photo via juliana hatfield facebook


juliana hatfield is through with ’90s nostalgia

the juliana hatfield three is back

by kenneth partridge

Never mind ‘90s nostalgia. For Juliana Hatfield, the decade was hard enough the first time around, and as the indie icon tells NYLON, she has zero desire to go back.

This won’t shock anyone who’s read When I Grow Up, the 2008 memoir in which she details her struggles with depression and anorexia, but it may surprise those casual fans who only know Hatfield as the chipper-sounding alt-chick behind “Spin the Bottle,” a highlight of the Reality Bites soundtrack. 

The tune initially appeared alongside the hit “My Sister” on 1993’s Become What You Are, the first—and until now only—album credited to the Juliana Hatfield Three. On Feb. 17, the trio returns with Whatever, My Love, and despite that oh-so-‘90s title, Hatfield insists this long-overdue sophomore set has nothing to do with rehashing the past.

“It was really curiosity,” she says by phone from Boston, the city in which she grew up, studied music, and launched her career in the late ‘80s as a member of jangle-pop stalwarts the Blake Babies. “I was in touch with Todd [Philips], the drummer, because he was doing some shows with the Lemonheads, and we’re all friends. It was purely curiosity, like, ‘Hey, we should try to make another record. It might be good, and there might be an audience for it. Are you guys up for it?’”

He was, as was bassist Dean Fisher, and with some help from a successful Pledge Music campaign, the trio set up shop at Nuthouse Recordings, the Hoboken studio where Hatfield and Nada Surf leader Matthew Caws cut their joint Minor Alps album in 2013. As with that collaboration, Whatever, My Love was a chance for Hatfield, an artist with 13 solo discs under her belt, to once again feel like part of a proper band. 

“In terms of the personalities, when we all get together, it definitely feels like this is a group of people that has musical and personal chemistry,” Hatfield says. “I would say now, as [in 1993], I’m the leader of the band, but I’m not a tyrannical overlord. It’s more like I’m writing the songs, and I’m kind of directing the process, but I’m not telling them what to do.”

Whatever, My Love certainly comes across as unforced, and with its sly lyrics and mega-hooky coffeehouse-grunge aesthetic, it picks up right where Become What You Are left off. While many of the songs stem from demosHatfield recorded with Philips in the late ‘90s, after she left Atlantic Records and went off in search of another major-label deal, she says there was no attempt to recreate a “’90s sound.”

“I don’t know how we would even try to recapture a ‘90s sound,” Hatfield says. “I don’t have a sense of what a ‘90s sound is. When you think of the ‘80s, you definitely think of a sound, a type of production. And in the ‘70s, you think of Thin Lizzy or ELO or whatever. But I don’t think the ‘90s has definable sounds.”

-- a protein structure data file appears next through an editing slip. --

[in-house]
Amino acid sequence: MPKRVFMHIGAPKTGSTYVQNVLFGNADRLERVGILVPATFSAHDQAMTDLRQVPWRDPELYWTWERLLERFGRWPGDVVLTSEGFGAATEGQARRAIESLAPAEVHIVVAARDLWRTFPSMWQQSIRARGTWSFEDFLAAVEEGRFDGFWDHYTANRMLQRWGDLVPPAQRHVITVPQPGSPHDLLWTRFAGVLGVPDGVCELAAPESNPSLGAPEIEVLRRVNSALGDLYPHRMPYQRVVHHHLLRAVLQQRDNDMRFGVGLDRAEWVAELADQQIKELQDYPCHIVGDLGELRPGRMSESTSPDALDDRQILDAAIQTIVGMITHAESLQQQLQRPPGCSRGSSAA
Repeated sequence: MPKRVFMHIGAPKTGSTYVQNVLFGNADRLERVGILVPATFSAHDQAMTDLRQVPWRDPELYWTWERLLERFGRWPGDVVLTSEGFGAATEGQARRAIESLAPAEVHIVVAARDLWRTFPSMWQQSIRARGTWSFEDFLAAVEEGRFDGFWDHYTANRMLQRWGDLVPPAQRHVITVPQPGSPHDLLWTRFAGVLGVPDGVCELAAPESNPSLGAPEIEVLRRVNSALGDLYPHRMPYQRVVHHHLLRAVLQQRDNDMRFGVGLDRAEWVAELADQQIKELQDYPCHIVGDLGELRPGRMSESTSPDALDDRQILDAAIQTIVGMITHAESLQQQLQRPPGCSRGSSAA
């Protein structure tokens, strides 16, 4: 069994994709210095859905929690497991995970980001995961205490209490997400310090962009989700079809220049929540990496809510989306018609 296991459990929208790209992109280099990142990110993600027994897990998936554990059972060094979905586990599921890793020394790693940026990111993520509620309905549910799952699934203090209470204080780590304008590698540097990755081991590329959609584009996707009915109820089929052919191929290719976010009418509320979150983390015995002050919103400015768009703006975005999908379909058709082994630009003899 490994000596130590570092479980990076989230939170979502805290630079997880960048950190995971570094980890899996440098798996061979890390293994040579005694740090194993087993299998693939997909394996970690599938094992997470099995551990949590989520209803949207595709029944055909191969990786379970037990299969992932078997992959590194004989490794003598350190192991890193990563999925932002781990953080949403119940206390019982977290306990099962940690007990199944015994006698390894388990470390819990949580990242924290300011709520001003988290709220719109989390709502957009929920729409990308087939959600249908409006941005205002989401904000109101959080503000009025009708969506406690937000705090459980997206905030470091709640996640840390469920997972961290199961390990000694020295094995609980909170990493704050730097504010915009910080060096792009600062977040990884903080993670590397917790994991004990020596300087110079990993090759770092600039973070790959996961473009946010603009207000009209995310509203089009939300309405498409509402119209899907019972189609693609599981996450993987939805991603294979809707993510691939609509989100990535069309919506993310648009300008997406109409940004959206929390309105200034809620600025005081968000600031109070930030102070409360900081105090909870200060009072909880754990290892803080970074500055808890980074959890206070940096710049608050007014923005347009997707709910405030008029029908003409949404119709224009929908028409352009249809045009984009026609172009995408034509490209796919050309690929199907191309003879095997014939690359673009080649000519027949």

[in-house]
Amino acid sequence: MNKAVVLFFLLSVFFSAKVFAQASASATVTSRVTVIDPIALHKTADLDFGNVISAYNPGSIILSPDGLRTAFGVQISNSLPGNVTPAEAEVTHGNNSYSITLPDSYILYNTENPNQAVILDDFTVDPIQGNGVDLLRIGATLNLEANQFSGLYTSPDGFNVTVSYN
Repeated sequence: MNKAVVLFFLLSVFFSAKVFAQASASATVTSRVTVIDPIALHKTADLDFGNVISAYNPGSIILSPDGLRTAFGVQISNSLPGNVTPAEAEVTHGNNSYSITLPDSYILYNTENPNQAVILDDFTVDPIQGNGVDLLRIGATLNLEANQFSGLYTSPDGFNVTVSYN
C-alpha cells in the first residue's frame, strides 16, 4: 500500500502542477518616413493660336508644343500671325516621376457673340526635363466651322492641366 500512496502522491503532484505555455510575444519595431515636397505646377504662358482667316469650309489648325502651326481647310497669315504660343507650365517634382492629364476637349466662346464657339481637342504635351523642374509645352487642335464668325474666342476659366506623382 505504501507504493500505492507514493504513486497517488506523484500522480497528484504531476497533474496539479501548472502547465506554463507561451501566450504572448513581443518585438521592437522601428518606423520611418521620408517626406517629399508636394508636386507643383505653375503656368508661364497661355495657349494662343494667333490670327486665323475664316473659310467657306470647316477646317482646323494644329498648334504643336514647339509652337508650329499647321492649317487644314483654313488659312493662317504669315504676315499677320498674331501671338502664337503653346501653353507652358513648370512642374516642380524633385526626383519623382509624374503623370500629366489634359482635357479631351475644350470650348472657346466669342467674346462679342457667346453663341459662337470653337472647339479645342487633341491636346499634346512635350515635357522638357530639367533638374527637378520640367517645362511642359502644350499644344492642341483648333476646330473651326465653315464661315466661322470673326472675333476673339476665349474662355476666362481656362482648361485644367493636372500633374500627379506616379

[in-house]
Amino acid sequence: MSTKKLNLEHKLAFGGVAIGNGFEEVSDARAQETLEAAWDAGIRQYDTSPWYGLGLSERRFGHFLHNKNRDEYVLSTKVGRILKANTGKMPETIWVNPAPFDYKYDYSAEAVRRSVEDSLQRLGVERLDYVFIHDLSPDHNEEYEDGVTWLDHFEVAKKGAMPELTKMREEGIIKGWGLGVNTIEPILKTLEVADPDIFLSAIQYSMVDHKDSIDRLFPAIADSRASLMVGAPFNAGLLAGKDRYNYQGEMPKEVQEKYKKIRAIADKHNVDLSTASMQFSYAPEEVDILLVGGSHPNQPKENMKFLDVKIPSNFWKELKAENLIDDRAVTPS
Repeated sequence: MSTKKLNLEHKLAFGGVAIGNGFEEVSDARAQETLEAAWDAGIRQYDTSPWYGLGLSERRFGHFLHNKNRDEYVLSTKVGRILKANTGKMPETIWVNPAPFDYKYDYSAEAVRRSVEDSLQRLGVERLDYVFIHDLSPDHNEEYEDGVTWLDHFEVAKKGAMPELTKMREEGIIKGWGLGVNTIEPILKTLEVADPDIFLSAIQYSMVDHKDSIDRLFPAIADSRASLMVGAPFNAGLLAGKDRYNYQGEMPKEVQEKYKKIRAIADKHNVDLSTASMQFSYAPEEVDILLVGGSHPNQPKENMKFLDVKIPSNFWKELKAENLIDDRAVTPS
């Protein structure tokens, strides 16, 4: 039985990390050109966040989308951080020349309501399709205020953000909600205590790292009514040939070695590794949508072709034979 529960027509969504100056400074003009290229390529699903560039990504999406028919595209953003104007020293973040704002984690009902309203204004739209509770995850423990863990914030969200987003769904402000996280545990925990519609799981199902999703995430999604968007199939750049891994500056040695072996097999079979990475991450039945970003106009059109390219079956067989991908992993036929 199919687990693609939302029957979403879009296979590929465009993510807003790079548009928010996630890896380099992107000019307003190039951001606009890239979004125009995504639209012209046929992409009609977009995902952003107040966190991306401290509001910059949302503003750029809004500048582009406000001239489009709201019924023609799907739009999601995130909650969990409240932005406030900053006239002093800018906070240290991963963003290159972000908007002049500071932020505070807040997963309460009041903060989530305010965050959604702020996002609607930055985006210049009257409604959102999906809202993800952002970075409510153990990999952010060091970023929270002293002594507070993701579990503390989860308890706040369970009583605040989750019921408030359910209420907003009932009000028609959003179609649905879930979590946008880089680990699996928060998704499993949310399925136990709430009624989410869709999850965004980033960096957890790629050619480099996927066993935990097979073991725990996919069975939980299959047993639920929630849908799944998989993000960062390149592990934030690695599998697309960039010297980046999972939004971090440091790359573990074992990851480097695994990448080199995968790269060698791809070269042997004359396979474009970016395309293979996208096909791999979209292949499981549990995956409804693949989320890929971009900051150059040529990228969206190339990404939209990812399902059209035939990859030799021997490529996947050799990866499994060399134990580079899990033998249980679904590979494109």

If anything, she says, ‘90s artists were distinct for their focus on writing good songs. Whereas modern pop is more about beats, hooks, and noises, musicians of her generation would sit around with acoustic guitars and piece together tracks they’d later flesh out with actual instruments. There’s clearly something Hatfield likes about that, though she’s not hating on today’s stuff, and again, she’s not pining for the days of plaid shirts and combat boots.

“I’m nostalgic, but I’m more nostalgic for the 1970s, when I was a child growing up,” Hatfield says. “That’s the era I really connect with. The music, the television, the movies, the fashion, the décor: The ‘70s is my favorite era. When I think of the ‘90s, I think of really bad fashion—like, a terrible fashion era. Not great TV. I don’t think it’s the best. I’m not personally nostalgic for it, but I understand that some people are, and if I can go out there and make those people happy while playing some music with my friends and having fun today, then that’s great. Then we’ll all be happy.”

On that subject, happiness, Hatfield is doing much better these days. Emotionally, she says, she’s got her shit together, and she’s excited to be taking the reformed trio on the road for a run of winter shows set to begin in Portland, Maine, on Feb. 26. She’s in the moment, not looking to another time and place for contentment, though if she had her druthers, she might consider switching species. 

Several of the new tunes make reference to dogs, and one, “If Only We Were Dogs,” puts for the idea that life would be easier if we were canines, and we could just simply gnash our teeth to signal anger and “run right up and jump all over” people we like on the street. It’s an interesting thought, and it naturally leads to the kind of question Hatfield might have heard on some corny ‘70s dating game show: If you were a dog, what kind of dog would you be?

“I would be some kind of a mutt,” Hatfield says. “I’d be a scrappy mutt who was abandoned in the street. I’m tough. I’m self-sufficient. I can get along on my own. I’m a good-natured mutt. If someone were to find me and adopt me, I’d be happy to come into their home. I’d be a good companion. I endure.”